A Singapore Civil Defence Force NSF (full-time national serviceman) recounted in Reddit how NSFs from the Home Team out their lives on the literally on the line every day. He laments that these young men are not given the kind of recognition that naval divers and commandos get.
We republish the edited version of the post.
Let’s tell a story.
I’m working my 24 hr (work 24 hours, off 48 hours) duty. It’s 11am and I just finished morning lecture (equipment drill and familiarisation) in the engine bay of my fire station. It’s a Saturday so our rota (platoon-ish) orders nasi lemak.
Coding comes in over the loudspeaker and we turn out to a case of locked door, suspected DOA (decomposing body). As usual, traffic doesn’t give way to our red rhino (light fire attack vehicle).
We arrive at the HDB unit and instantly we smell the dead body. The knowledge of smell will come with experience. The niece, who called 995, asks me if her uncle will be ok. I already know the body is decomposing but I reply “We’re unsure, but we’ll try our best”. I lie to her face.
My pump operator (PO, and the only regular in the crew) looks at me and grimaces. We’ve been in this situation together many times before.
We easily break the door and the smell intensifies. I go in first, followed by the ambulance (alpha) paramedic. We find the body on the bed in the master bedroom. The paramedic tells me, “About two weeks”.
The body is severely bloated, skin green and black. The face is unrecognizable as it has bloated too much. Bile attempts to escape from between the discolored lips creates bubbles. The smell is sweet but rotten and my fireman gags.
I get the relevant information I need and step out for a breather. The niece looks at me and asks what is going on. I look at her and I know she knows he’s dead. “You uncle… has passed away”. I turn away to avoid the emotions. Emotions are killers in this line of work.
We get back in time for nasi lemak lunch. The chicken is a bit soggy this week. The smell of rotten flesh lingers in my nostrils. I watch the Malay romantic drama that my enciks chose on the TV. It’s ok, the girl is cute.
Before dinner we get another call – unit fire confirm case. We race there and reach before the fire engine (pumper). They’re caught in traffic and will take another few minutes. Two firefighters and I proceed to the unit.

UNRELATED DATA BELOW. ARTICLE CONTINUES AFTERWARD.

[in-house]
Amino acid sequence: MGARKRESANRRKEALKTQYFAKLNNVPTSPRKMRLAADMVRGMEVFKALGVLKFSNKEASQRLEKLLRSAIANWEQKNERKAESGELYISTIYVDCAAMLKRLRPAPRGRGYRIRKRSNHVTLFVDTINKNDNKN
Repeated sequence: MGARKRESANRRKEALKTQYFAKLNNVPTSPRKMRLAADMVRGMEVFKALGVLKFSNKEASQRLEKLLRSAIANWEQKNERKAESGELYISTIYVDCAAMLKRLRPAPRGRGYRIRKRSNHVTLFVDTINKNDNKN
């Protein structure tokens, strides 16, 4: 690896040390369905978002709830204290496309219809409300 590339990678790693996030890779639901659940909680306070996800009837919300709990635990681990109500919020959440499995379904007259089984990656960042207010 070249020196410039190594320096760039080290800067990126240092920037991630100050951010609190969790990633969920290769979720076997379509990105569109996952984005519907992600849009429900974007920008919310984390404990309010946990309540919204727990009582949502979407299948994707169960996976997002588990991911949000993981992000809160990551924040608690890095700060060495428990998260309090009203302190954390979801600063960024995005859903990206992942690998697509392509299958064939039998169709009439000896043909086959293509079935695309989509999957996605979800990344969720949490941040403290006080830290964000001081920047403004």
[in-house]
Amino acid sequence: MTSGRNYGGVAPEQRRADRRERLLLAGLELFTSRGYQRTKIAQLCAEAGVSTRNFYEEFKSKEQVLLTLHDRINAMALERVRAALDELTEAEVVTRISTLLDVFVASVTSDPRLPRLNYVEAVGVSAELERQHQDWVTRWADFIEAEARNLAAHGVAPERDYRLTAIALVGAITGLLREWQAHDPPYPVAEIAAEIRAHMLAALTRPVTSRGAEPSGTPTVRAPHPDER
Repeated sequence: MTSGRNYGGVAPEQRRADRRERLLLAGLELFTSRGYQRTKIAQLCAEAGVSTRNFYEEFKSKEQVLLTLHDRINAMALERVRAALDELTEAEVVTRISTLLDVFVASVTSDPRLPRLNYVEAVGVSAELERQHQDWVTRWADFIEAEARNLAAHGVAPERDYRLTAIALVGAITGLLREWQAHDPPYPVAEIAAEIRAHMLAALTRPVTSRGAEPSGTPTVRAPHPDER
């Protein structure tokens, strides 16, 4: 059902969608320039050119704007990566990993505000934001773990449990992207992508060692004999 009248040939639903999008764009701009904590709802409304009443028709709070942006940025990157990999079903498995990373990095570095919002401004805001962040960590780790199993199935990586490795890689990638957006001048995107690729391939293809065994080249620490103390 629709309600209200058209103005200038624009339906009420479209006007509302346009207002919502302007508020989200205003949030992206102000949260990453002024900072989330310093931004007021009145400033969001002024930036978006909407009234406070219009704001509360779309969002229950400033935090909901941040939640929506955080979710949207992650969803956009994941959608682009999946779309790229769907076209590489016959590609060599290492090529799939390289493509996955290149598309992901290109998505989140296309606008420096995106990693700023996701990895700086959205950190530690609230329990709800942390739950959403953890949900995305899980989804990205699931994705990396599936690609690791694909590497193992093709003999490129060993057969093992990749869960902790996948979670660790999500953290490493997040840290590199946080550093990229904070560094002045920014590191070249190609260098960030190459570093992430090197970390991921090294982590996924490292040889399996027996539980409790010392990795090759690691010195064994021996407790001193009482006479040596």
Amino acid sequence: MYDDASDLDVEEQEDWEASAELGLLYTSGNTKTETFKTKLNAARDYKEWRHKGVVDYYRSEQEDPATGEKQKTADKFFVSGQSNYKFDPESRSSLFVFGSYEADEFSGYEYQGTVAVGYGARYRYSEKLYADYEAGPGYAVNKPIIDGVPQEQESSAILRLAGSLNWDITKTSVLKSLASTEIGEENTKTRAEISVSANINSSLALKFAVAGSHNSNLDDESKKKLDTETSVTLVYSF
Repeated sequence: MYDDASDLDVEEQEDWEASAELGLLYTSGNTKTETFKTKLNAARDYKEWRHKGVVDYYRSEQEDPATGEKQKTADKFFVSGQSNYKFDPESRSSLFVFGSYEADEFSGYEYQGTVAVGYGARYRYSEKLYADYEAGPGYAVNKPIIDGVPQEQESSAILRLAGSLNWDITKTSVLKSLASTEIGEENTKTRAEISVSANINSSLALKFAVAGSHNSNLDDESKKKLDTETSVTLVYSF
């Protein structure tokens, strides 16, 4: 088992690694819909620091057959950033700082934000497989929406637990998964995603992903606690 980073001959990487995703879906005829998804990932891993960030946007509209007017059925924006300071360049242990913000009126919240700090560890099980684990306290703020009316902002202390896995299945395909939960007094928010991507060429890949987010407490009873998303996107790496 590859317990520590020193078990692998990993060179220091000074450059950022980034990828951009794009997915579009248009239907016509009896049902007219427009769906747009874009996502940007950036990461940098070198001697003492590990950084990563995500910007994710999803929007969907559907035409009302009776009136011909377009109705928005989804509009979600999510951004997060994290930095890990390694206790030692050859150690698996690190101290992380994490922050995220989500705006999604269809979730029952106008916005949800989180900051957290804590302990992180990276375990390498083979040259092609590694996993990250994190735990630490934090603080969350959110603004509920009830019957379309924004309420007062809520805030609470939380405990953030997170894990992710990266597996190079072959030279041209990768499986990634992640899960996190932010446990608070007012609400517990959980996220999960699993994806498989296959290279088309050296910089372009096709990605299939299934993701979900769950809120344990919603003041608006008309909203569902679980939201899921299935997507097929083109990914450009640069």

Instantly the thick black smoke chokes my throat and waters my eyes. I struggle with my breathing cylinder because the air hose delivery tool is stuck between my backplate and my back. I say fuck it, neighbours are already screaming for us to hurry. The pressure escalates but I close myself off from the members of public, just like normal. We all focus.
I just wear my facemask for minimal protection and crawl in. The fire is well alight on the stove and I shoot at it. The smoke limits my visibility to 0, I now can’t see my fingers as I stretch out my arm.
I crawl back out and get stuck on a fallen wire. I panic as I think of my family. Emotions are dangerous. A fire biker crawls in and frees me. We step out and I tell the crew the fire is almost finished but our CAF (compressed air foam system) backpacks are finished.
I send the firefighters down to set up water supply from hydrant and crawl back in with the fire0biker. The smoke makes it feel like someone just threw hot ash down my throat. We extinguish the fire using a bum-gun from the kitchen toilet.
I am coughing badly but he (a fellow fire fighter) sprays my face with the hose. The kitchen is badly burnt. I can feel the smoke damage in my lungs. The owner and neighbours pat me on the back and thank me for saving their home as I walk out. I smile but I know I took another step closer to death.
We get back at 10pm and order McDonalds. It is the best Double McSpicy I’ve eaten in a while.
At lunch the next day my friend (a lieutenant in the Singapore Armed Forces) tells me how stressful being an instructor at SAFTI has been recently. I remember as my cylinder got trapped on the fallen wire, and how I thought of my family in those few struggling seconds. I nod my head and grunt. ” SAF has it tough with JCC (Jungle Confidence Course) and everything huh?” I joke. He agrees enthusiastically.
All in a day’s work for the NSFs in SPF/SCDF (Singapore Police Force and Singapore Civil Defence Force). If we fail, someone dies from our direct actions. Welcome to NS (national service).
No second chances or semula (reset). Just death.
I wish the public knew the risks that some NSFs take each day. We might not be as fit as NDU (Naval Diving Unit) or as garang (recklessly bold) as commandos, but we put our lives on the line literally every day.
As an NSF I can say I have saved many lives, fought many fires and contributed to Singapore. No play acting or training for a war that will never happen (though I understand the incredible need for an armed military). I love my job, I love NS and wouldn’t trade it for anything else (maybe an Emergency Medical Technician vocation).
I am still amazed that many members of public still associate NS with army. I wish people would know.
At least I get paid $1400 a month (;Follow us on Social Media
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